“The adoption of the so-called anti-critical race theory and the anti-trans amendment to the platform just shows how radical and extreme the Maine Republican party has become,” said Andy O’Brien, who has long tracked far-right activity in Maine and is currently the communications director for the Maine AFL-CIO.
The platform also includes a litany of other extreme policies such as proclaiming marriage as between only a man and a woman (an unpopular stance with the majority of Mainers), curbing abortion rights, anti-union policies, anti-immigrant proposals, and policies that would make it harder for certain people to vote.
“It shows how there really aren’t any moderate Republicans left in the party,” O’Brien said of the list of proposals included in the platform.
He noted that even Collins, who has often been described as a moderate but has lost much of that veneer in recent years, threw “total red meat to the base” during her speech at the convention. He pointed to one quote in particular from Collins in which the Maine Republican reportedly said, “Do you want to force Americans to wear masks on airplanes, while immigrants illegally flood across our Southern border unchecked?” When the crowd at the convention shouted “no,” Collins said, “Then this would be a good year to vote Republican.”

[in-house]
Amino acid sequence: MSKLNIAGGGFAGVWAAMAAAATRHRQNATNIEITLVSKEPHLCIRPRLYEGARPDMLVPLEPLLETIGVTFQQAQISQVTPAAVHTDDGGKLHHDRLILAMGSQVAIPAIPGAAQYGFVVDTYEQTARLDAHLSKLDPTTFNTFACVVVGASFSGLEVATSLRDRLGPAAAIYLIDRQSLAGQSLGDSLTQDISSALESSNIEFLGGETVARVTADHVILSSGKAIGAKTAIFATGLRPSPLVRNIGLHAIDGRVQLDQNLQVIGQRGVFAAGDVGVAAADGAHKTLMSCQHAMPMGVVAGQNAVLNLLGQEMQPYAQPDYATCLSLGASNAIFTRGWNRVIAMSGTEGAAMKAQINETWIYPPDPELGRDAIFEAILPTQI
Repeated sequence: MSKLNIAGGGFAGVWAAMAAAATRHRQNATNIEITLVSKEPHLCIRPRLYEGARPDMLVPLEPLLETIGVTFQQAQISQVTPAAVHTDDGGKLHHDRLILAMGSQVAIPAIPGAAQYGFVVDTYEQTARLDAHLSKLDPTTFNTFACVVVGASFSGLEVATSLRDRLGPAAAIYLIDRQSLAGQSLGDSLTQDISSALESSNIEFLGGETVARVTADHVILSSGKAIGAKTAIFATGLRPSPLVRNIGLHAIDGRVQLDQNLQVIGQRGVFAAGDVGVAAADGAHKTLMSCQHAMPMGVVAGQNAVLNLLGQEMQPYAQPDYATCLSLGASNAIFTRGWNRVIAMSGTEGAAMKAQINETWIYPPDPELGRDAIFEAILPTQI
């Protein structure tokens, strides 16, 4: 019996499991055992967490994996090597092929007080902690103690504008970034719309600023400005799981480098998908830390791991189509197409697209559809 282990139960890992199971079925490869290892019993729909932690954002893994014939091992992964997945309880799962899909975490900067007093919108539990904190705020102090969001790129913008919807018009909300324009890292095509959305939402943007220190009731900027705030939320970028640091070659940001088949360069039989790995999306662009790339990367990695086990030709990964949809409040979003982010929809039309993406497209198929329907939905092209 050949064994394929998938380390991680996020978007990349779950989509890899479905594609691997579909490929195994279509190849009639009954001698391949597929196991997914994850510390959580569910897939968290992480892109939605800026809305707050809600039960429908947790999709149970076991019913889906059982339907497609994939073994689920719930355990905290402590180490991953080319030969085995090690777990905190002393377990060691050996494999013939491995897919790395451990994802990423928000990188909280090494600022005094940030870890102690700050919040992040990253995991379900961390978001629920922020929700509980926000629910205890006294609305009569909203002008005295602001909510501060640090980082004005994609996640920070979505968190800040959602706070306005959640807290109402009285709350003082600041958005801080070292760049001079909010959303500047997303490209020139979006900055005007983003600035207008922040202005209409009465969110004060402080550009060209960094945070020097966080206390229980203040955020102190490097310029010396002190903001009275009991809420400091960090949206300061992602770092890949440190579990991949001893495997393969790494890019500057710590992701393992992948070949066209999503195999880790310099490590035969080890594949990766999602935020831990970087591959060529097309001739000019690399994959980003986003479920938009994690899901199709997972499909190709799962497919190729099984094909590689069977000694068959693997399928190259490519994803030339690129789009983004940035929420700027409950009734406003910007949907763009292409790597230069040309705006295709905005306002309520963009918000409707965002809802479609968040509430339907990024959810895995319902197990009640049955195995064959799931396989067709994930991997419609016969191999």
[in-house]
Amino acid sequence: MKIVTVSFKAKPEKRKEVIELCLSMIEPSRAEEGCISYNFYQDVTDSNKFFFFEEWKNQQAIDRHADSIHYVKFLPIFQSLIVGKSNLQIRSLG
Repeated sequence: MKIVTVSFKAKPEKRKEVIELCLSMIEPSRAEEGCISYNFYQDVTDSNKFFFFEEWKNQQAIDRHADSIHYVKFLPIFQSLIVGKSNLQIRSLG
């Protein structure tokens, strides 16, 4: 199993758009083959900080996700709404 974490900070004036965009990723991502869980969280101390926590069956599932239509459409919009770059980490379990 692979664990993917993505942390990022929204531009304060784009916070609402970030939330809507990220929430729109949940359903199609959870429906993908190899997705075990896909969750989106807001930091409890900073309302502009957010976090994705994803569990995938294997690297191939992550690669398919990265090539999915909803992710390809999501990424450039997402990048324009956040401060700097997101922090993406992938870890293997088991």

“It’s just being a demagogue. The mask is totally off on Susan Collins,” O’Brien said.
He also emphasized the influence of former state Rep. Larry Lockman, who O’Brien described as a white supremacist, on the party platform. O’Brien said Lockman — who he noted used to be on the fringes of the party but has gained more power within the GOP in recent years — had a significant presence at the convention and that a policy proposed by his extremist anti-immigrant and anti-LGBTQ organization that included the plank around banning critical race theory in schools was adopted unanimously.